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HomeArticleLessons From the Head of the Holy Family: A Consecration to St. Joseph for Men

Lessons From the Head of the Holy Family: A Consecration to St. Joseph for Men

Lessons From the Head of the Holy Family: A Consecration to St. Joseph for Men

‘Custos’ offers a plan for consecration to St. Joseph. (photo: ‘St. Joseph and the Christ Child,’ 1672, by Bartolomé Estebán Murillo and TAN book cover)

BOOK PICK: ‘Custos’

CUSTOS

Total Consecration Through St. Joseph

By Devin Schadt

TAN Books, 2021

256 pages

“Why another consecration to St. Joseph?” asks Devin Schadt, author of Custos: Total Consecration Through St. Joseph. He answers, “Joseph alone was the father and husband in the Holy Family. … His heroic fulfillment of his vocation shows us how to live our fatherly vocation. Not only does he show men how to live their vocation, but he relates to us personally. He understands the plights and perils that befall the family man who lives in a hostile world.”

“In consecrating ourselves to St. Joseph in this manner,” Schadt adds, “God will draw us into the mysteries of Mary and Jesus, mysteries that this just guardian witnessed first-hand, mysteries that will inspire us to donate our lives and our fatherhood to Jesus, and ultimately to God the Father. In other words, St. Joseph will teach us how to love … and guide our families by teaching us the way he defended, loved, and provided for his family.”

This consecration “applies specifically to men who are or will be fathers.”

The title Custos further focuses on St. Joseph’s obvious roles (in Latin), “guardian, protector.”

Like many consecrations, Schadt, the executive director of the apostolate Fathers of St. Joseph and author of other books on St. Joseph, uses the 33-day formula. He arranges these in seven stages and adds 33 spiritual practices. Included is a pull-out “Seven Step Quickstart Guide.” Together, they become a road map.

For example, Stage 5 aims to “build your domestic church,” while among the 33 suggested spiritual practices are praying for each member of your family, making one daily hidden significant sacrifice, spending daily intentional time with your wife, having daily family prayer and evening time, celebrating feast days, blessing your wife and children daily, and having sacred images in your home. Wise explanations detail the reason and benefits of every practice ultimately meant to become a regular part of daily life.

“[St. Joseph] is the father who can mentor, guide, and lead the human father to be a father on earth like the Father in heaven,” informs the author.

Schadt focuses on St. Joseph’s life from his and Mary’s betrothal through losing and finding Jesus in the Temple in a way that connects to husbands and fathers today, underscoring why St. Joseph’s example is essential for every man — in fact, everyone — today. Along the way, the author brings out many interesting insights. For instance, Schadt notes that Joseph was a “hidden” king. Much of the author’s focus is based on Scripture or writings and teachings from the likes of St. John Paul II, which are explained in end notes.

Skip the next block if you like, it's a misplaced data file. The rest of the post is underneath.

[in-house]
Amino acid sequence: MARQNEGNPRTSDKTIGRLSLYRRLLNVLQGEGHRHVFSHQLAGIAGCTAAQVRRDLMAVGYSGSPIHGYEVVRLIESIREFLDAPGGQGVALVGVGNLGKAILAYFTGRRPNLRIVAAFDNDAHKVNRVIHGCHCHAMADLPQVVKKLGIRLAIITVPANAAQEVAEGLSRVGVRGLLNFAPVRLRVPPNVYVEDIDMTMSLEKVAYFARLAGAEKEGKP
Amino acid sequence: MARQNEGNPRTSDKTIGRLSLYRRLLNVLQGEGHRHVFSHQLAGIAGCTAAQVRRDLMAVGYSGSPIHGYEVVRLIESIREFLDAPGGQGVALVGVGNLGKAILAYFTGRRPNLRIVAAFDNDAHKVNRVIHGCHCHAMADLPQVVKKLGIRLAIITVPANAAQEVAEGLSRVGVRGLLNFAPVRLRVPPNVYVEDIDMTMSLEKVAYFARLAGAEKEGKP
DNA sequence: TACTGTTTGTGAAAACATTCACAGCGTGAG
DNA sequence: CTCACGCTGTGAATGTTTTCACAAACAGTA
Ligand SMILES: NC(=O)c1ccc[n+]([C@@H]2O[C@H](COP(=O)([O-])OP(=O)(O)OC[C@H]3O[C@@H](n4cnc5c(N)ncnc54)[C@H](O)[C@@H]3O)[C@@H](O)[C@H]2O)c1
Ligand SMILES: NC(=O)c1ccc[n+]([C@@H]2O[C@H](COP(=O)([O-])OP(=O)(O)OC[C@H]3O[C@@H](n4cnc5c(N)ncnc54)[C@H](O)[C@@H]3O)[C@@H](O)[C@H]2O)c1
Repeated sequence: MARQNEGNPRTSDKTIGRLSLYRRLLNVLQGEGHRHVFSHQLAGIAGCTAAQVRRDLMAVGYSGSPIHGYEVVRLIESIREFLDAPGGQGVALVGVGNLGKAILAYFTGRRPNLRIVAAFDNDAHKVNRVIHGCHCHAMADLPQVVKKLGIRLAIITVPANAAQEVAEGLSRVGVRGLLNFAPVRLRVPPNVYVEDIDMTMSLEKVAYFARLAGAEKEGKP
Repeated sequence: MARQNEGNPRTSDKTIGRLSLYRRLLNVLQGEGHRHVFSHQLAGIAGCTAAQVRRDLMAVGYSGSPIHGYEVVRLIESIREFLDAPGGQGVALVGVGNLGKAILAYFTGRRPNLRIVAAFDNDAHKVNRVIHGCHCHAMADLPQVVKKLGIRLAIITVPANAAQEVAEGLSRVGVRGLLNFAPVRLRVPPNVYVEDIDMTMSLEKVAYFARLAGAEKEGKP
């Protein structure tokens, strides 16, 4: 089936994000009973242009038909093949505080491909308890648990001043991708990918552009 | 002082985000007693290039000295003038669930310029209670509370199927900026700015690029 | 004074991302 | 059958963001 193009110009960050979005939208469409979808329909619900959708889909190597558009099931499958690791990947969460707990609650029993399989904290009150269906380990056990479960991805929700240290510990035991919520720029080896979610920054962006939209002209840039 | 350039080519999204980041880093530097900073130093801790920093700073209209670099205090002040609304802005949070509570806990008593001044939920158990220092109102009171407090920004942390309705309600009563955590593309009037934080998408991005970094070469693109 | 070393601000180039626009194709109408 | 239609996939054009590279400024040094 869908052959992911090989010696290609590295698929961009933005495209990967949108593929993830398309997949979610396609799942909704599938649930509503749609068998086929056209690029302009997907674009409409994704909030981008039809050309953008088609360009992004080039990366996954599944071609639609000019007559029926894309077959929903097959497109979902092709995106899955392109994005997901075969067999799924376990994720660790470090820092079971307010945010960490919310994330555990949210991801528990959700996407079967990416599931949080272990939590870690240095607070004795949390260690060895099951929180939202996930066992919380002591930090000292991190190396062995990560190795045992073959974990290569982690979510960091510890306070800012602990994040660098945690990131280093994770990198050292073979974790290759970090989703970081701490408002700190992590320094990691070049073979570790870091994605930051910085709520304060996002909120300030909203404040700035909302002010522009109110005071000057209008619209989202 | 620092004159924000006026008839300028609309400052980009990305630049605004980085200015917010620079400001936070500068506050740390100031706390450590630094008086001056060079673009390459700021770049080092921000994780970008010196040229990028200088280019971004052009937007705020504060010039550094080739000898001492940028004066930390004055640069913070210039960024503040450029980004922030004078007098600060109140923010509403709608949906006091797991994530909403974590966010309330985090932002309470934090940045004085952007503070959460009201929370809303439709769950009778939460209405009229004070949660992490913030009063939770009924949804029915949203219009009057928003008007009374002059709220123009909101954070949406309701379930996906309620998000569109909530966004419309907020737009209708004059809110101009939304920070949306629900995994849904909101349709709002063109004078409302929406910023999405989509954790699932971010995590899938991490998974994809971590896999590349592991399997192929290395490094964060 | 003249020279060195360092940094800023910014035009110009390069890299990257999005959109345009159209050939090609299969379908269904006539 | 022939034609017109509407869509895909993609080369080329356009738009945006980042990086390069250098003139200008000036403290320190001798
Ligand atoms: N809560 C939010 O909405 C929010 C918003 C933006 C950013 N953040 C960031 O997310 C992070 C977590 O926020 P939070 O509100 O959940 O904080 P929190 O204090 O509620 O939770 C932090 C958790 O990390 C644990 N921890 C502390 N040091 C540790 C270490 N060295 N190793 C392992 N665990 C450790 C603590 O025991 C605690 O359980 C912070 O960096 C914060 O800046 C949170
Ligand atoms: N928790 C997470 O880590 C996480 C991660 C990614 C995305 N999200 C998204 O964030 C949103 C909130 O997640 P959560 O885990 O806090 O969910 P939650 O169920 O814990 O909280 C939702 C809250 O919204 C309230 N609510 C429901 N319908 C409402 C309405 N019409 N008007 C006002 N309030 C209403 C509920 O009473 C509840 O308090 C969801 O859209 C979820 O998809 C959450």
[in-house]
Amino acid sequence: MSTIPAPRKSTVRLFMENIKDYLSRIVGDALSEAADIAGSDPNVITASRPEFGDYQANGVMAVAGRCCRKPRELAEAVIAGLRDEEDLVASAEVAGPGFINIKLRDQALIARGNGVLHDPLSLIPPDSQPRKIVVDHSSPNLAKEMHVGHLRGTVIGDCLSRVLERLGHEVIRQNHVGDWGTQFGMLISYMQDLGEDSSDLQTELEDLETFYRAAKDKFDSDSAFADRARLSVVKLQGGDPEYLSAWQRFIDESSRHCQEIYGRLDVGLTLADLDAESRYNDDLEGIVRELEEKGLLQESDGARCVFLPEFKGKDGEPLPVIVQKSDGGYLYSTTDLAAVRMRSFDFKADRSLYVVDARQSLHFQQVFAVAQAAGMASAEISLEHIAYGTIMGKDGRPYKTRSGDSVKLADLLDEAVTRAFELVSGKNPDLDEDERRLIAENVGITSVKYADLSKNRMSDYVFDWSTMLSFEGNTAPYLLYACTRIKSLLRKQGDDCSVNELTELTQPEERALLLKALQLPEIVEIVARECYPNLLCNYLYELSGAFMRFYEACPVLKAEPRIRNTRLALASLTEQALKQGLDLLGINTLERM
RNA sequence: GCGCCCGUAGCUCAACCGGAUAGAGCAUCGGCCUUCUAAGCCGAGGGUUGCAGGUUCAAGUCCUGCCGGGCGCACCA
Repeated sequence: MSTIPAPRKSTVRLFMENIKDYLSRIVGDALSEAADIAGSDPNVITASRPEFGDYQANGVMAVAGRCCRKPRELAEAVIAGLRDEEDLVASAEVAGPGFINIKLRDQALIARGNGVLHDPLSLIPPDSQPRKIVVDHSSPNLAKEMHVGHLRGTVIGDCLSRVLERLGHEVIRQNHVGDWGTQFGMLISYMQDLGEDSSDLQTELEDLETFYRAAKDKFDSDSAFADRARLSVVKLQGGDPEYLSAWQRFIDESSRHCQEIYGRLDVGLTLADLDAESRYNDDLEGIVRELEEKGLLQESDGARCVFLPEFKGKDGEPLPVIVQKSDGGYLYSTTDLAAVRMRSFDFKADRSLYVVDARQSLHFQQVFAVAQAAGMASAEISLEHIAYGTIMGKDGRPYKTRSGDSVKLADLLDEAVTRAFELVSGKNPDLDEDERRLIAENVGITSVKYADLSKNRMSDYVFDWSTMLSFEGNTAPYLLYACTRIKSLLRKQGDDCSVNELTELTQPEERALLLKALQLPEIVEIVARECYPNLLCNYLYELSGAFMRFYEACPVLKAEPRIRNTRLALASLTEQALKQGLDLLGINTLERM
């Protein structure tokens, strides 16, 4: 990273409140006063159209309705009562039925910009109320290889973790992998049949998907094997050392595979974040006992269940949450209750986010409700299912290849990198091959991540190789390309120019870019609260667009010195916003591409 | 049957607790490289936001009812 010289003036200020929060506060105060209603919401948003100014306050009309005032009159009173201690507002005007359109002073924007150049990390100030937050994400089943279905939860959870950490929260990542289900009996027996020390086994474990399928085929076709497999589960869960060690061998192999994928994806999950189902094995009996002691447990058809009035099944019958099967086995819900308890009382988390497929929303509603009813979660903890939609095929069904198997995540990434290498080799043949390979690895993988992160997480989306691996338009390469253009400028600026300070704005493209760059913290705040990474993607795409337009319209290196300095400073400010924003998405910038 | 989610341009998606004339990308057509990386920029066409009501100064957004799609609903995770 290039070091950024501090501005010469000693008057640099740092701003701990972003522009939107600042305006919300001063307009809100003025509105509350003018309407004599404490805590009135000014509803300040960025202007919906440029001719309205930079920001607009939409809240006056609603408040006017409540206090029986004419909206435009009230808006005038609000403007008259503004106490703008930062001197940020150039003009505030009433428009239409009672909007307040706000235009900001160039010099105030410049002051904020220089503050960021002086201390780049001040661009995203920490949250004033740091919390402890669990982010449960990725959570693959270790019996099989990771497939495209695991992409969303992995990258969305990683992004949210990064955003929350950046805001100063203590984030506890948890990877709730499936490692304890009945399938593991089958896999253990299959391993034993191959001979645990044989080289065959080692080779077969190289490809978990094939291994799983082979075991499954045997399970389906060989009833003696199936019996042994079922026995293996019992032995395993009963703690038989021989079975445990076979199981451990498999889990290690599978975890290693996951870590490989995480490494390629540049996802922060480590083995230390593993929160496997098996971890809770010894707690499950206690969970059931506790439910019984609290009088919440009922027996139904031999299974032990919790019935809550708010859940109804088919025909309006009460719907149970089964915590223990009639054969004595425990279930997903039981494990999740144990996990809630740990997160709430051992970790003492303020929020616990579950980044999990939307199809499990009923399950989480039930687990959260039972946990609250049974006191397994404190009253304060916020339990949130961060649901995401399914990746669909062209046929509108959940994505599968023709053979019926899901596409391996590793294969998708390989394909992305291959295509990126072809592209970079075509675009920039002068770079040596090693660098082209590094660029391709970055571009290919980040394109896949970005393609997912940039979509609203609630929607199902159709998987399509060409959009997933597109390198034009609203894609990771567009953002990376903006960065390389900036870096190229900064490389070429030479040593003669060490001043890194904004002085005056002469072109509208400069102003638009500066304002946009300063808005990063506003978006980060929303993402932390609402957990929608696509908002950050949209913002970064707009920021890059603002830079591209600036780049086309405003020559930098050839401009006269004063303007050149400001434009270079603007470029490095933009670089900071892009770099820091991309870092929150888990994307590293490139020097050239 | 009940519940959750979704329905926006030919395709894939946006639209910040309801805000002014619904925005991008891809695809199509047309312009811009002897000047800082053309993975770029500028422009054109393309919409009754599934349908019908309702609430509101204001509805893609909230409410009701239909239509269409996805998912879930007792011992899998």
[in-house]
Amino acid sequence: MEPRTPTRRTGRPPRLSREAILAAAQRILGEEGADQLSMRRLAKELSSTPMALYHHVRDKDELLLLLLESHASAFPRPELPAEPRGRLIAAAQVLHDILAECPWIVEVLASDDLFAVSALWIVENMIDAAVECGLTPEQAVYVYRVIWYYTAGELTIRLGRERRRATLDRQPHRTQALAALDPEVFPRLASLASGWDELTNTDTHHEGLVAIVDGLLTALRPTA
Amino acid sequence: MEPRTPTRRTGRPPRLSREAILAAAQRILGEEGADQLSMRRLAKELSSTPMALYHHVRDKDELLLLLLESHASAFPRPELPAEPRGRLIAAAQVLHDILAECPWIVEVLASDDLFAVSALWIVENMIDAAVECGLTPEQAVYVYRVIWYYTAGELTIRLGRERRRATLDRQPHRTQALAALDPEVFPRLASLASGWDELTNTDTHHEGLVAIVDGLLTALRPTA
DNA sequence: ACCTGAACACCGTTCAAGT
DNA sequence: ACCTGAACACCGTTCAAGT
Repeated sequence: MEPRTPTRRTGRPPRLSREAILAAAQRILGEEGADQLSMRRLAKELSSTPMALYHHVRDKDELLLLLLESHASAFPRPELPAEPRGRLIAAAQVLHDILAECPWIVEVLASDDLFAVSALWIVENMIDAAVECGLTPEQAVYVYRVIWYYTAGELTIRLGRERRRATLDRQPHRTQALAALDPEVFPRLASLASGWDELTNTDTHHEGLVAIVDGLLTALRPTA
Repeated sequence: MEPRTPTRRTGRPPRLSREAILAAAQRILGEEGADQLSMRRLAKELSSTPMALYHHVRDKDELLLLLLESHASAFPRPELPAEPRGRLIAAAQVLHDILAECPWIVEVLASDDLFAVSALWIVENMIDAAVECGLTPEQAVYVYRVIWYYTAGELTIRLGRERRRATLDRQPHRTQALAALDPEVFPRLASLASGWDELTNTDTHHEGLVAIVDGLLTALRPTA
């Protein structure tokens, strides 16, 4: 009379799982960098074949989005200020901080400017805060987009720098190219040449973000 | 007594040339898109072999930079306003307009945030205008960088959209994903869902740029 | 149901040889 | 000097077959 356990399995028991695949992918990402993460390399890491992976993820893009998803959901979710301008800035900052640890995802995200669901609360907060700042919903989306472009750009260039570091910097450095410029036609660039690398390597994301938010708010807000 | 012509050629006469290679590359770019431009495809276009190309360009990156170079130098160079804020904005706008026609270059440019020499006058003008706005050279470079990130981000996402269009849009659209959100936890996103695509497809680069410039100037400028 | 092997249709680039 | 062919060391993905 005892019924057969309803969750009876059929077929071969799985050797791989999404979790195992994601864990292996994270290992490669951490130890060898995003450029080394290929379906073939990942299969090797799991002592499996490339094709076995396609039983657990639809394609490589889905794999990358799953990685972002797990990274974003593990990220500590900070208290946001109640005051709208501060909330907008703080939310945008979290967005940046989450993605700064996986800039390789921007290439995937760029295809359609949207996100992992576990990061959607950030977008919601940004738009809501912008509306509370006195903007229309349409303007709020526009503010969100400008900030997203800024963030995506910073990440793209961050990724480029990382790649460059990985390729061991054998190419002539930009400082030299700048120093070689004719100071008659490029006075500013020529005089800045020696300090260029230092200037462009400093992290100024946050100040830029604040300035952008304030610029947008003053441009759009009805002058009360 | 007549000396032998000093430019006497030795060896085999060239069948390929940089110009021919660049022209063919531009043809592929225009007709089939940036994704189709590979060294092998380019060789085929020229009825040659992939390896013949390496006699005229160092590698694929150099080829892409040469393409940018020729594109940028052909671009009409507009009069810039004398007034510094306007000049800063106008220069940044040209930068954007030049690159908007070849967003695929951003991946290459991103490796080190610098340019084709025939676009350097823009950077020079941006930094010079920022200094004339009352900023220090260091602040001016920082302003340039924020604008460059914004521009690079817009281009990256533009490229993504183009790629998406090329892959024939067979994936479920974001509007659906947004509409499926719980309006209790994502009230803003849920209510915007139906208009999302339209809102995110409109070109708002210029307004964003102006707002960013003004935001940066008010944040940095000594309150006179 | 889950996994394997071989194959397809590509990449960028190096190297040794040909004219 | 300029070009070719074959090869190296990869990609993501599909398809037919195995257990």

Fatherhood as a vocation is underlined.

Like St. Joseph, a father is called to “the supernatural in the natural events, significance in the seemingly insignificant, the extraordinary in the apparently ordinary,” writes Schadt.

Each day’s short, enlightening chapter ends with a beautiful brief prayer to St. Joseph specifically tailored for the day’s reflection..

In many ways, Custos is geared for the man starting out on the spiritual road or spiritual journey to be a good husband and a good father. And yet men already on the spiritual path should equally find much to benefit from in these pages. One section begins, “Besides the gift of faith, the single most beneficial, inspiring endowment that parents can impart to their children is a harmonious, united marriage. Indeed, if the couple are united to Christ in the faith, more likely are they to impart faith in Christ to their child.”

Then there is the importance of living the Eucharistic sacrifices — in another words, going to church regularly and receiving the Eucharist, which the author ties into the husband-father’s self-sacrifice of making sure this happens for his family. Another is the husband-father’s responsibility to pray for each member of the family to emphasize that men need to perceive and establish their temporal houses as domestic churches.

In addition, a daily examination of conscience based on the beatitudes offers new methods and insights.

And love for Mother Mary is paramount.

“Many men, Christian men, neglect or reject devotion and reverence to our Blessed Mother,” writes the author. “How can the Lord accept a man who rejects his mother? For by rejecting her, they reject him, for the Lord is with her.”

This entire chapter of “The Thirty-Three Spiritual Practices” is exceptionally encouraging, guiding the husband-father to begin these practices and put them into action for a happier, holier family.

The premise of the book can be summed up in this excerpt: “It appears that in our age of spiritual famine, Our Lord has ordained that all mankind, particularly fathers, have recourse to St. Joseph, in union with Our Lady, entrusting themselves to his fatherly care. Those who do so will be given spiritual bread that nourishes them during times of spiritual famine. They will receive special graces, supernatural wisdom, and the virtue needed to raise families who become what his was — a holy family.”

St. Joseph, pray for us!

 

 

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